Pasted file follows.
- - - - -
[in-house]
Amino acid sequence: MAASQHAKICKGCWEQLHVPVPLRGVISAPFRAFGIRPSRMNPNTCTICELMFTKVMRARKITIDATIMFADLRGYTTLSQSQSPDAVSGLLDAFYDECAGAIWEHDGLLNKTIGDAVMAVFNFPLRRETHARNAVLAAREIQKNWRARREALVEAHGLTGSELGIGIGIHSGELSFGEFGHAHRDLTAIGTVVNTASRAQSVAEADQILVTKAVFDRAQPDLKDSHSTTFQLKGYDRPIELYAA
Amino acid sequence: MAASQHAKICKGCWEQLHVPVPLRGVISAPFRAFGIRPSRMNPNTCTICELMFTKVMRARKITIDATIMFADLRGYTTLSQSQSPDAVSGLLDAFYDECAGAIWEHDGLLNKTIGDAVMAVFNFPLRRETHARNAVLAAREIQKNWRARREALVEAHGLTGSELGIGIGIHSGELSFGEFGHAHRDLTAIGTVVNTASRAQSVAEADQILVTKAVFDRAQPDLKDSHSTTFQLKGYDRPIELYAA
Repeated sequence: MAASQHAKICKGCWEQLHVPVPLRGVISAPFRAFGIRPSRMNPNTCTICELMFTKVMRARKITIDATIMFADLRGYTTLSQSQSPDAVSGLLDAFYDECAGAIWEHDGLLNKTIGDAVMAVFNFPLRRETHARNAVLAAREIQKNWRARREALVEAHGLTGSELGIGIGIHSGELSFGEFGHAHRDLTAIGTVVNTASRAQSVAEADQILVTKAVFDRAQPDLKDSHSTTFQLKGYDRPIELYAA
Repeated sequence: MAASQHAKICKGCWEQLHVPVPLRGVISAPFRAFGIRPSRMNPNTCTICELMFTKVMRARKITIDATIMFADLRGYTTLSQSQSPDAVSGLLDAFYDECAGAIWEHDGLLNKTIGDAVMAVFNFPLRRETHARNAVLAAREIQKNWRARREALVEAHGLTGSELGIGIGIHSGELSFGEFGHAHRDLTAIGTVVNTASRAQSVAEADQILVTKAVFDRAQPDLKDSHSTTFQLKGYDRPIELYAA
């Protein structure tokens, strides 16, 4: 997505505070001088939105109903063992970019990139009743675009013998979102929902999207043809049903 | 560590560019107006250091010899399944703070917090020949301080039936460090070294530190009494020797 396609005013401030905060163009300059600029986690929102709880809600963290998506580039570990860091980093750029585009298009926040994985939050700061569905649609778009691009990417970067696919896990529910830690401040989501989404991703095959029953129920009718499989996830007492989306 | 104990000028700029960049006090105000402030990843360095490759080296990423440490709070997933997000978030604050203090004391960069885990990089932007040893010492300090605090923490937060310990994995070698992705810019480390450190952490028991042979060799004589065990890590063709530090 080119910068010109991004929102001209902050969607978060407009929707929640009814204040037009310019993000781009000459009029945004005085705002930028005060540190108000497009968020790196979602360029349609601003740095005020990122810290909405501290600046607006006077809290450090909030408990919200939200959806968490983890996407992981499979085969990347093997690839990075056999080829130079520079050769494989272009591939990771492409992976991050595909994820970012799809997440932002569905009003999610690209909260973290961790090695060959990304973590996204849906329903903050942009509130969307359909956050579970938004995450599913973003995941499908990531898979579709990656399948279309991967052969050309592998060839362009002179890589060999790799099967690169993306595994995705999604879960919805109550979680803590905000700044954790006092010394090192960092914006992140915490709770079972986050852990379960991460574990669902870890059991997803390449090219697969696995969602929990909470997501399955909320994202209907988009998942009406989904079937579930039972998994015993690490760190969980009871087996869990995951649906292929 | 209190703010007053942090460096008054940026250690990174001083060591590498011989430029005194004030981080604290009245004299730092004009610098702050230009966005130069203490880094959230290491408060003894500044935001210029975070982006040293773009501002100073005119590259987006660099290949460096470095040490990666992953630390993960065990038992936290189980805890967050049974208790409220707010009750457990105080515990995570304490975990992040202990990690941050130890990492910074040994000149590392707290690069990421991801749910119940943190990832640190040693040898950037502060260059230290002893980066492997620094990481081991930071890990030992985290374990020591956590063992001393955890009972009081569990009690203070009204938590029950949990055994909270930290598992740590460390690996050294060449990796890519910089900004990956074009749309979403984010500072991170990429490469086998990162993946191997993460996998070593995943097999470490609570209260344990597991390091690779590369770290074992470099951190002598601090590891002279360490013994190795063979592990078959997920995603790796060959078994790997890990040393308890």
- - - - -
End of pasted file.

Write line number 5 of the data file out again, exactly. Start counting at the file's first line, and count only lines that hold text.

Repeated sequence: MAASQHAKICKGCWEQLHVPVPLRGVISAPFRAFGIRPSRMNPNTCTICELMFTKVMRARKITIDATIMFADLRGYTTLSQSQSPDAVSGLLDAFYDECAGAIWEHDGLLNKTIGDAVMAVFNFPLRRETHARNAVLAAREIQKNWRARREALVEAHGLTGSELGIGIGIHSGELSFGEFGHAHRDLTAIGTVVNTASRAQSVAEADQILVTKAVFDRAQPDLKDSHSTTFQLKGYDRPIELYAA